But while the company came to an abrupt end, the programmes they made still endure today and this is down to the group of men and women who constantly sought to innovate and experiment. The effects in an average episode of Thunderbirds wouldn’t look out of place in a feature-film and that was always a hallmark of AP Films/Century 21. Filmed in Supermarionation, with its interviews, archive footage and re-creations is able to explain how they made it all happen.
Also on the disc is twenty minutes of deleted scenes, two short featurettes (three to four minutes each) which look at the modelwork created for the documentary, home movie footage featuring Gerry and Sylvia in America, archive behind-the-scenes material from Tomorrows’ World, Something for the Children and Parade as well as a brtief clip of the Lord Mayor visiting a fairly life-size Thunderbird 3.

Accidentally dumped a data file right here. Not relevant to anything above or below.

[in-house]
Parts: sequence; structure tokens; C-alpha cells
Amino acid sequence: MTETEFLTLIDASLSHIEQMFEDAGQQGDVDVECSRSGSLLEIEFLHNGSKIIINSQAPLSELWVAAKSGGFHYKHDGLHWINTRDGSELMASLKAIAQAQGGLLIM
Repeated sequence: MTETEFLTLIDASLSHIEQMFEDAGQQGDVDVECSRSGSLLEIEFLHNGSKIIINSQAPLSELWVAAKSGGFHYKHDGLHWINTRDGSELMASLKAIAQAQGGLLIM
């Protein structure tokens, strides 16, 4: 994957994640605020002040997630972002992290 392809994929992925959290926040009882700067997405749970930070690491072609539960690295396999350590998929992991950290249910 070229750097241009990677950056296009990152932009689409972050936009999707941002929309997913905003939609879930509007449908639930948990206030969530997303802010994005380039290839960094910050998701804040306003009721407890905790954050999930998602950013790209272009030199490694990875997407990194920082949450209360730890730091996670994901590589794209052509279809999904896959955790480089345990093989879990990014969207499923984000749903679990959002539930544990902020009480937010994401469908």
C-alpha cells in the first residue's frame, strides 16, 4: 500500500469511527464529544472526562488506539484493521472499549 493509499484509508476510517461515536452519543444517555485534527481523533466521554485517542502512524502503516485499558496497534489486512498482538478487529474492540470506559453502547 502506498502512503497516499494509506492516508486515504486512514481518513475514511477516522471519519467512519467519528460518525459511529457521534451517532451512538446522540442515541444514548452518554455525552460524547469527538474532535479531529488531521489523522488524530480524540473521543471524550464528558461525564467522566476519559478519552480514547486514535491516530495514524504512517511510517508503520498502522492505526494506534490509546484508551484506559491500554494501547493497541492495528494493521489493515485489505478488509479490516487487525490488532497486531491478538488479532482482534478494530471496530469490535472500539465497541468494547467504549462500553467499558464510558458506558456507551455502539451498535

Network continue to count down to Filmed in Supermarionation, due later this month, by releasing HD versions of the titles of various Anderson shows on their YouTube page. More details can be found here. Below are HD titles for Thunderbirds.
Below are some previews of Filmed in Supermarionation.
In other Thunderbirds news, the Guardian has a very positive review of the new ITV remake. It’s due for broadcast in 2015 and features, amongst others, David Graham reprising his role as Parker and Rosamund Pike as the voice of Lady Penelope. It can be read here.